I saw this book acknowledged in Stephen Baxter’s The Massacre of Mankind, so, in a moment of rare impulse book buying and reading, I bought it and read it immediately.
Review: The War of the Worlds: From H. G. Wells to Orson Welles, Jeff Wayne, Steven Spielberg & Beyond, Peter J. Beck, 2016.
In 1895, H. G. Wells moved to Woking, Surrey. He was almost thirty, a journalist and writer on the make. Plagued by a kidney and liver injured playing football and with lungs that occasionally bled from the foul air of London, he wasn’t sure how much time he had left.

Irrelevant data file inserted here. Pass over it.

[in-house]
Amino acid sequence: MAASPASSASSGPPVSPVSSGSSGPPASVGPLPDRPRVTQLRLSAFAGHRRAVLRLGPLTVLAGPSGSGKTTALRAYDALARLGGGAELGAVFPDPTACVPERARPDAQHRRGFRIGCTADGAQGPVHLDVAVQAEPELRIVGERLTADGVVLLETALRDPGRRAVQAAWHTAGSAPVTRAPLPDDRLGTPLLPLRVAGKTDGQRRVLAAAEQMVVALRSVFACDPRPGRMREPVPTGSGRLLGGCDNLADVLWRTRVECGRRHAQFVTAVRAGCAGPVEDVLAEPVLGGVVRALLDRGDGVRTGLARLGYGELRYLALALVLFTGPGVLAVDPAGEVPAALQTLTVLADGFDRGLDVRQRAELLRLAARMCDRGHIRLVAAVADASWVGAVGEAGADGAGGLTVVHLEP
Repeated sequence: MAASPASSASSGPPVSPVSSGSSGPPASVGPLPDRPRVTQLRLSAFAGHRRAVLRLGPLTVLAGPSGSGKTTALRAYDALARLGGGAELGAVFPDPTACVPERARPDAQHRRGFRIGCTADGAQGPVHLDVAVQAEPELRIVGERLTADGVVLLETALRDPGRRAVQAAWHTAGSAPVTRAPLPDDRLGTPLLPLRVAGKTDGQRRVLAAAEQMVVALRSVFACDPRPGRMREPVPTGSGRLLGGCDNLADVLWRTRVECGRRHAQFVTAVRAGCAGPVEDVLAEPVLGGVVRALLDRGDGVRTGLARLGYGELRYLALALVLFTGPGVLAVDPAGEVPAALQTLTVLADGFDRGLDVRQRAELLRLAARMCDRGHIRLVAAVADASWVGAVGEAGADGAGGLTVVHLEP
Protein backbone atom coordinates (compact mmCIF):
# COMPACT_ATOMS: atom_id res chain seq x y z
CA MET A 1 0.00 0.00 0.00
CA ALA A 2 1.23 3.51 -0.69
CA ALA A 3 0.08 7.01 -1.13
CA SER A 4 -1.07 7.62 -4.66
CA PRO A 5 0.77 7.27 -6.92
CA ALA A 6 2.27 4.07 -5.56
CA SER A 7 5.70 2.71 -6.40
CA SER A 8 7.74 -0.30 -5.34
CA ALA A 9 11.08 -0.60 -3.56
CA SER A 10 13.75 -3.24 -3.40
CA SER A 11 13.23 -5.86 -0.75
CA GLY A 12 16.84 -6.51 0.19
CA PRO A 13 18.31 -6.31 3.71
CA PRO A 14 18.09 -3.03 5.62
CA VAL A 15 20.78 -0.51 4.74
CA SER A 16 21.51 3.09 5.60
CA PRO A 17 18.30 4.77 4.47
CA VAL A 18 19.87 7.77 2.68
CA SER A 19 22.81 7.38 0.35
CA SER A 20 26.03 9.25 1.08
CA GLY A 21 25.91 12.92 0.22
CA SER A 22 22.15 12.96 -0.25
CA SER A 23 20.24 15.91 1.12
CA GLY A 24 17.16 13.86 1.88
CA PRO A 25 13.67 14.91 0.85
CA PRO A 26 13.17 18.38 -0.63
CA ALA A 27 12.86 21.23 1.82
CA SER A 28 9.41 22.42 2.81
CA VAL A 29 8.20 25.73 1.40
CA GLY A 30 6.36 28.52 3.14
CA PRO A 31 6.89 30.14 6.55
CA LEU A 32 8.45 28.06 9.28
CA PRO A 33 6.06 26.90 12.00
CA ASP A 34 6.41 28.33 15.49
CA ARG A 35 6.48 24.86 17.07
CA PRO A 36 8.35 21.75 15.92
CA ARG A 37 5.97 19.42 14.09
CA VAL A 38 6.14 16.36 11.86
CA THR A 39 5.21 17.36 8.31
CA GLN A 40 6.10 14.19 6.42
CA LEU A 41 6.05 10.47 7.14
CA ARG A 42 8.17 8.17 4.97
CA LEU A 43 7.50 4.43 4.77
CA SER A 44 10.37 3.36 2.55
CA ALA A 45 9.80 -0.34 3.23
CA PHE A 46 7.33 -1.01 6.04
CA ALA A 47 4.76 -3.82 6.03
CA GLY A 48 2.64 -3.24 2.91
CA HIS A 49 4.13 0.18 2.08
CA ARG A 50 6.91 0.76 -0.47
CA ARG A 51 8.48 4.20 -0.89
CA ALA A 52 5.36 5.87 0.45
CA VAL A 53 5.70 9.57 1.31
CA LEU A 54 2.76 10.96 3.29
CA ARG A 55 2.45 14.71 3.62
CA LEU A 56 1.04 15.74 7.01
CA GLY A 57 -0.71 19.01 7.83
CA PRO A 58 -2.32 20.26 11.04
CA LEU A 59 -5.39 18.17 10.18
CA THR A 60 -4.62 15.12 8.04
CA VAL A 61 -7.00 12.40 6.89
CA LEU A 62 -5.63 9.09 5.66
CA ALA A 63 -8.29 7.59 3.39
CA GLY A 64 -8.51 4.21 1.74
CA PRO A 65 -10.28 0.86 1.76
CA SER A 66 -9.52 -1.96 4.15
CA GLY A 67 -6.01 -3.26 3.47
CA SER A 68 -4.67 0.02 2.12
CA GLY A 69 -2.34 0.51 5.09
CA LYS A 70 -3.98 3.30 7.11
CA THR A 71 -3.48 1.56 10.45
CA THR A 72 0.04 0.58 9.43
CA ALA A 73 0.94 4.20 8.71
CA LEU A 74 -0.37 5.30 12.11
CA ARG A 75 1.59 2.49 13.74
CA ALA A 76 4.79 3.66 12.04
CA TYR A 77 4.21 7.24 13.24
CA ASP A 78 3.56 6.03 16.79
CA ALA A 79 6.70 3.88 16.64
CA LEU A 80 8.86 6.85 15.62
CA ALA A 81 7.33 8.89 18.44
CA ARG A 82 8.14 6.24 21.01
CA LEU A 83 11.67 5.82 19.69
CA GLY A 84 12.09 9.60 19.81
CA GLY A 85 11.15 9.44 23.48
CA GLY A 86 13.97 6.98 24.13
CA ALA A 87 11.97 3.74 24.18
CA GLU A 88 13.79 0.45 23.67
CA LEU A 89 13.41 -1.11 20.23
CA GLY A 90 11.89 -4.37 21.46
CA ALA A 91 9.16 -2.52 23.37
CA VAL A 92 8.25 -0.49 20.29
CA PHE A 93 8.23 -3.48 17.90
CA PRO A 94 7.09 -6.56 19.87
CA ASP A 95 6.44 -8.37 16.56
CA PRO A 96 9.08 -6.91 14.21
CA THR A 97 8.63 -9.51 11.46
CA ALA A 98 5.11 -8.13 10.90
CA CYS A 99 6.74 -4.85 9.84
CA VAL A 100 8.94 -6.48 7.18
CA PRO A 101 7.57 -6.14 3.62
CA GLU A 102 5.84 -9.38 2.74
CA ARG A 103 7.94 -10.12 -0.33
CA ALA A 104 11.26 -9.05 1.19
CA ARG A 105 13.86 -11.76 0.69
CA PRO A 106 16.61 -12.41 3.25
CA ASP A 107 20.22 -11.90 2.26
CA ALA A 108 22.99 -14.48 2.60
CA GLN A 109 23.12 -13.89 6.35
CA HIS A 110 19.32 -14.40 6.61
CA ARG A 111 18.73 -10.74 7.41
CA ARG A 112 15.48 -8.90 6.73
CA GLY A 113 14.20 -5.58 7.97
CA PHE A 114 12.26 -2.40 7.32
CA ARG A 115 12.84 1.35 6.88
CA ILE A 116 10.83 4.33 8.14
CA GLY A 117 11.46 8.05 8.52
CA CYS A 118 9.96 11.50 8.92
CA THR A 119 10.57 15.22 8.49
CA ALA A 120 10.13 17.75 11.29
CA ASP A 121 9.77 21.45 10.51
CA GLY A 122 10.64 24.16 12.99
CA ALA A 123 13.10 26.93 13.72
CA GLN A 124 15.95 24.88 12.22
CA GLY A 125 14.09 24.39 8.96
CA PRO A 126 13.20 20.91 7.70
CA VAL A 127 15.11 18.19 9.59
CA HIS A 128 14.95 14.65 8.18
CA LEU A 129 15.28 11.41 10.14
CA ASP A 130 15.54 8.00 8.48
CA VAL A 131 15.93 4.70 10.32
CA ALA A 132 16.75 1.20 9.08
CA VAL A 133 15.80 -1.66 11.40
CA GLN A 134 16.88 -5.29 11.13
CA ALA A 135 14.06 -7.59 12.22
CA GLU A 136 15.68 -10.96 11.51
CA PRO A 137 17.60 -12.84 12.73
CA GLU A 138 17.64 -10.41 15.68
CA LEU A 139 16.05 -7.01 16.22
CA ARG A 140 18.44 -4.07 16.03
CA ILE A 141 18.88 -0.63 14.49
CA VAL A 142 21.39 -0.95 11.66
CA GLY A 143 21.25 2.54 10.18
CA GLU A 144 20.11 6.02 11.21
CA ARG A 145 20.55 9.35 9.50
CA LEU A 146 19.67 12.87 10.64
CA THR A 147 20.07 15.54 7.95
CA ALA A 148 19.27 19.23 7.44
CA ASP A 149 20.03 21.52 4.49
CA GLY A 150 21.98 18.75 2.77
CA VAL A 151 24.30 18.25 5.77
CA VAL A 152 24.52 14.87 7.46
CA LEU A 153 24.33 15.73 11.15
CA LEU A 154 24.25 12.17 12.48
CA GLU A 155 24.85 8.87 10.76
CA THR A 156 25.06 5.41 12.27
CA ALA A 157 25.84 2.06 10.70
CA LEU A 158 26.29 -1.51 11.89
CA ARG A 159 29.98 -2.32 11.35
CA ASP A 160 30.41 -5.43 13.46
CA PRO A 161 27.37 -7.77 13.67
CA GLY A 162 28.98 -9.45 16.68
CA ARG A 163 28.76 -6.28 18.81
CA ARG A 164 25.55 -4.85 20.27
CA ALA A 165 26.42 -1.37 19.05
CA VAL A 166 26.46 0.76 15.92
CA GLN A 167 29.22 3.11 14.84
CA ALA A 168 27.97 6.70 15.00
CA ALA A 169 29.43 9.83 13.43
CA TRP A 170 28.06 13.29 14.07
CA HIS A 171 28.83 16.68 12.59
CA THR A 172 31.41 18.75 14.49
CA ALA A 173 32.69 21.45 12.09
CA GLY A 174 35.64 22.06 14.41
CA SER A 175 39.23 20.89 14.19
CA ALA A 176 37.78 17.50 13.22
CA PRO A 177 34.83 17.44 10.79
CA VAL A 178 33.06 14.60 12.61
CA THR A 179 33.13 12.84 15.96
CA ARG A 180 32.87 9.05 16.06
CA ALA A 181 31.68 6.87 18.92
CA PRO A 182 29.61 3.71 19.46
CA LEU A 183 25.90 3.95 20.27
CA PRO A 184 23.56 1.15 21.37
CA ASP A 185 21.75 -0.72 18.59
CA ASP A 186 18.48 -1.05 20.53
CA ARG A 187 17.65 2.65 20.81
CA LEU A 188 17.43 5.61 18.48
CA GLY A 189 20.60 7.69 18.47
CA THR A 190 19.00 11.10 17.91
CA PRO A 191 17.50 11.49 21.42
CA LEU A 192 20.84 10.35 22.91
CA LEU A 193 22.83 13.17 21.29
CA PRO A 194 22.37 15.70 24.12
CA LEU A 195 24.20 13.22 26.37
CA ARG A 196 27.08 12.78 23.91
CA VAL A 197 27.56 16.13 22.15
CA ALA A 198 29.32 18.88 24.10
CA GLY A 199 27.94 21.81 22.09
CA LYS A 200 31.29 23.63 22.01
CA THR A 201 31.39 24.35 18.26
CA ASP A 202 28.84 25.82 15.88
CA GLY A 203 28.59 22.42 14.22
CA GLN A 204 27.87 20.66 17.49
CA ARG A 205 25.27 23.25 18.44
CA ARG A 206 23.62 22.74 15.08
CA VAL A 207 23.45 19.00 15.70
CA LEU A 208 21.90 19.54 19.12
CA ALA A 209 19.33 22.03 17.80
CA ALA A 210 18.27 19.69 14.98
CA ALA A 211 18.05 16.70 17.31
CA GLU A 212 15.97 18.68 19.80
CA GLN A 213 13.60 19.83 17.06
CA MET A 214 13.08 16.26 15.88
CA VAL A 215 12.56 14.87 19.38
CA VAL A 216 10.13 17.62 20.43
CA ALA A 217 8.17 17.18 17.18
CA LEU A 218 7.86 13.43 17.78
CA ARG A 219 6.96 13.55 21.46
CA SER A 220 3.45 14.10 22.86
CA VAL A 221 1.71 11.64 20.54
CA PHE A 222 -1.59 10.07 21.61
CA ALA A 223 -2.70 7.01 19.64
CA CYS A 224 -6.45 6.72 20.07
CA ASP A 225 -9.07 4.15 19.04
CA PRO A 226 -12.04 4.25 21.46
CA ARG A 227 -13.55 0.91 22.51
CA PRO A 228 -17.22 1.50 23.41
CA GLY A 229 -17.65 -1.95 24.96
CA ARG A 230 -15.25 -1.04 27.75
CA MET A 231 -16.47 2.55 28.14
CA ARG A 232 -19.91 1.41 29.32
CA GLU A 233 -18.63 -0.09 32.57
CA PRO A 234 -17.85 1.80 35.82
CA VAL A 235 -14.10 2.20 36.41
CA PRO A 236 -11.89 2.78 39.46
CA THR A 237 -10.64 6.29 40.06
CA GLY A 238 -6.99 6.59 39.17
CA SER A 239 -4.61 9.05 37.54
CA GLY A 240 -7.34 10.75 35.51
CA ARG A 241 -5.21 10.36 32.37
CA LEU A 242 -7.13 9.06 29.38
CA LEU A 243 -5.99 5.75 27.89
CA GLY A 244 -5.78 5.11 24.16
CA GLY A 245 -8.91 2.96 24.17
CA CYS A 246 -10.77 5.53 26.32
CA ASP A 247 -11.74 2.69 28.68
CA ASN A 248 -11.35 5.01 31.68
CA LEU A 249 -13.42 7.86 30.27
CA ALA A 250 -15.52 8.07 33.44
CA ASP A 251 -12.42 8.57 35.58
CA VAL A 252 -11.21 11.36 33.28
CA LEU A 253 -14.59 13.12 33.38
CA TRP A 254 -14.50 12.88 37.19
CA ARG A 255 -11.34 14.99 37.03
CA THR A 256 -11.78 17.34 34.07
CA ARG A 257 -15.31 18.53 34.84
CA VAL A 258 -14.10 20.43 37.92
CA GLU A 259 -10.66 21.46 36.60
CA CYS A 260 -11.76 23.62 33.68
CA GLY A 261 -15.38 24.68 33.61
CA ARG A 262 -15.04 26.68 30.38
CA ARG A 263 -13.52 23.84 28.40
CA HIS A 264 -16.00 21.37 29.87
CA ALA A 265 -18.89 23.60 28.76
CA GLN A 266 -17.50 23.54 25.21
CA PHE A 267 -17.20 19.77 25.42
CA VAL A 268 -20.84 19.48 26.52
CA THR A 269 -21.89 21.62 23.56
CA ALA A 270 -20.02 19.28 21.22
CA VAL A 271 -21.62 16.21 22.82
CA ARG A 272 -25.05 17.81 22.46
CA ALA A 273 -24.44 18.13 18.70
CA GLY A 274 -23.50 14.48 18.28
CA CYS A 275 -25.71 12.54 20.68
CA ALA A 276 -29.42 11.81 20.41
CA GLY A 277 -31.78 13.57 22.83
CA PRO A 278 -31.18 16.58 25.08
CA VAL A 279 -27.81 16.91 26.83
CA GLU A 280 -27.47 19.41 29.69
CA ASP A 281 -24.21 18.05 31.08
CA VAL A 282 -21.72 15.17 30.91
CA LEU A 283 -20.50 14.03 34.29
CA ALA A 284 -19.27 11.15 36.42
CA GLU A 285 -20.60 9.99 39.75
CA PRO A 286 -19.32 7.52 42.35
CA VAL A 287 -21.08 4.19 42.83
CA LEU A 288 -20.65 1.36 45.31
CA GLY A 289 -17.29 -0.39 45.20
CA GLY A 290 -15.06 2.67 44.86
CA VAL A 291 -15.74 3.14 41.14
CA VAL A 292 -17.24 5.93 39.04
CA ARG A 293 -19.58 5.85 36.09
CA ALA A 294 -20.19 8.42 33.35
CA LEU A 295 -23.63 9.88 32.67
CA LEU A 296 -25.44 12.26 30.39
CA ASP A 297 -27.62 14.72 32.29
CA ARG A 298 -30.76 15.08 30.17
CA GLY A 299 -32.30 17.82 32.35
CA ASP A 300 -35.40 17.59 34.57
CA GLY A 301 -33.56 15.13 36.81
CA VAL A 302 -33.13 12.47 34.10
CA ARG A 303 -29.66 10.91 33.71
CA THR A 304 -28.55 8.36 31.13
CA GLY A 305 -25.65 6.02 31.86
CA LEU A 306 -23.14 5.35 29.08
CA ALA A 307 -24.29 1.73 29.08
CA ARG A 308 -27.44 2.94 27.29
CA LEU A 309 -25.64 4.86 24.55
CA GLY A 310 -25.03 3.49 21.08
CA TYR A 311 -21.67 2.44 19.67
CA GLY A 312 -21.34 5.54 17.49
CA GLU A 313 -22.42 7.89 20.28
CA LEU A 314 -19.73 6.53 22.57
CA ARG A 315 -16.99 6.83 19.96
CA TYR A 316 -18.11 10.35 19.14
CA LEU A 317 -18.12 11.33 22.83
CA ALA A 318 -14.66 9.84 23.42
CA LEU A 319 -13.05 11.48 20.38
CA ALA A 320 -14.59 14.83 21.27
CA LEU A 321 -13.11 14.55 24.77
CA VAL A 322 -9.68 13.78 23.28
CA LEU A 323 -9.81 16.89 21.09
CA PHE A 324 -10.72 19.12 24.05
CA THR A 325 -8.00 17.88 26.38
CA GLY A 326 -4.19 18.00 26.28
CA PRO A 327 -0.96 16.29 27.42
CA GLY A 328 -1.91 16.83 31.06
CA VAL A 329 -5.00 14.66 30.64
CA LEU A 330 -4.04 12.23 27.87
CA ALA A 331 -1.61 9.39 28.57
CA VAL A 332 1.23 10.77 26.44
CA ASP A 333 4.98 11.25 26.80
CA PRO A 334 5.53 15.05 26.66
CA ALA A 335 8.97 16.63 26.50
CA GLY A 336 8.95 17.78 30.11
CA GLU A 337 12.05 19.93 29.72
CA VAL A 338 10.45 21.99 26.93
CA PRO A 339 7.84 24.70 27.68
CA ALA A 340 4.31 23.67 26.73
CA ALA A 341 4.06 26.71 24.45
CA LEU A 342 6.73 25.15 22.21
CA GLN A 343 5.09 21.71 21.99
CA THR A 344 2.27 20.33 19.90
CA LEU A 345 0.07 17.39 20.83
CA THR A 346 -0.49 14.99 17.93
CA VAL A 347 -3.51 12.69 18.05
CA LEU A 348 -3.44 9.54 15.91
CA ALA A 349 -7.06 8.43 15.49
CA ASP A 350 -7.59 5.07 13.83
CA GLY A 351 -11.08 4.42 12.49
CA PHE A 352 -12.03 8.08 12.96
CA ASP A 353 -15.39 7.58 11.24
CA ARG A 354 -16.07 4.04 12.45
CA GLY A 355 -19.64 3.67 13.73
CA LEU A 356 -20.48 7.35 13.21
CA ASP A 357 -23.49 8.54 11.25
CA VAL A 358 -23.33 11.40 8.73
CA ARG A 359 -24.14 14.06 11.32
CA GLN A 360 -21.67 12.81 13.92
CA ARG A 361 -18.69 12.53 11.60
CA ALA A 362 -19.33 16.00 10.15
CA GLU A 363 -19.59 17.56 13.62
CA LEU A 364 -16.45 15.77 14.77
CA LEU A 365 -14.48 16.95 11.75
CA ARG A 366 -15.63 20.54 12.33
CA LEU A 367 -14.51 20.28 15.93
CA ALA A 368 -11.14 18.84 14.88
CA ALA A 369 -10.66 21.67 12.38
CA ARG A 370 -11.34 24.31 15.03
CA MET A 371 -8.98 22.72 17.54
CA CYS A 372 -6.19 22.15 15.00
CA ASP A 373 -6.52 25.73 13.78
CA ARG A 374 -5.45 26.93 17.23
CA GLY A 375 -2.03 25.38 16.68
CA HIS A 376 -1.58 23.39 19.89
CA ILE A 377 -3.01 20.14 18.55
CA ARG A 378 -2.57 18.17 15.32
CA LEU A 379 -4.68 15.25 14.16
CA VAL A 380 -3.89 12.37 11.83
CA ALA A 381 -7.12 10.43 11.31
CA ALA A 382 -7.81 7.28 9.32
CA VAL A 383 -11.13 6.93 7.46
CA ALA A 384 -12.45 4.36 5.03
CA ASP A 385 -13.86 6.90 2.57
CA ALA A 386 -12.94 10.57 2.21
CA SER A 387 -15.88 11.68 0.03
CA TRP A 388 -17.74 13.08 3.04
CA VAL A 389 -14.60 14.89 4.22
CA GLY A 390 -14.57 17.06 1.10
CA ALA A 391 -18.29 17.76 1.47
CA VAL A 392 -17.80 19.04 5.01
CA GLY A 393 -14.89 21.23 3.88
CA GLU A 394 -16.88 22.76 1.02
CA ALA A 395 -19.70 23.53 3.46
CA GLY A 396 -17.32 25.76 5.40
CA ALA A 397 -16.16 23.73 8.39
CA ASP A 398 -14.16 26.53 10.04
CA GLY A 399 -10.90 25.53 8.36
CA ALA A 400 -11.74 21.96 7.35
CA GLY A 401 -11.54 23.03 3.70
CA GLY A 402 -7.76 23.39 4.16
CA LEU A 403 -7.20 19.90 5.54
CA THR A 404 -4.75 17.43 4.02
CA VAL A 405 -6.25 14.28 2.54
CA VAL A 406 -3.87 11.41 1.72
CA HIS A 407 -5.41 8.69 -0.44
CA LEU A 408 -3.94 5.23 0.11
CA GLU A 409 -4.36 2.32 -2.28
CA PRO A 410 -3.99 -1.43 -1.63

And he had bills to pay and a new wife, his second, to support.
His reputation wasn’t secure. The Time Machine had been critically acclaimed, but The Island of Dr. Moreau was not popular with readers or critics.
When he left Woking after finishing the first version of The War of the Worlds, his reputation was secured, and he became a writer with an international following. Money followed which was a good thing because he would need it for all his many mistresses and illegitimate children. (Wells’ stated cure for writer’s block was sex twice a day and that often was not with his wife.)
What Beck and publisher Bloomsbury Academic present is a literary biography of Wells’ novel and all its multimedia adaptations that followed Continue reading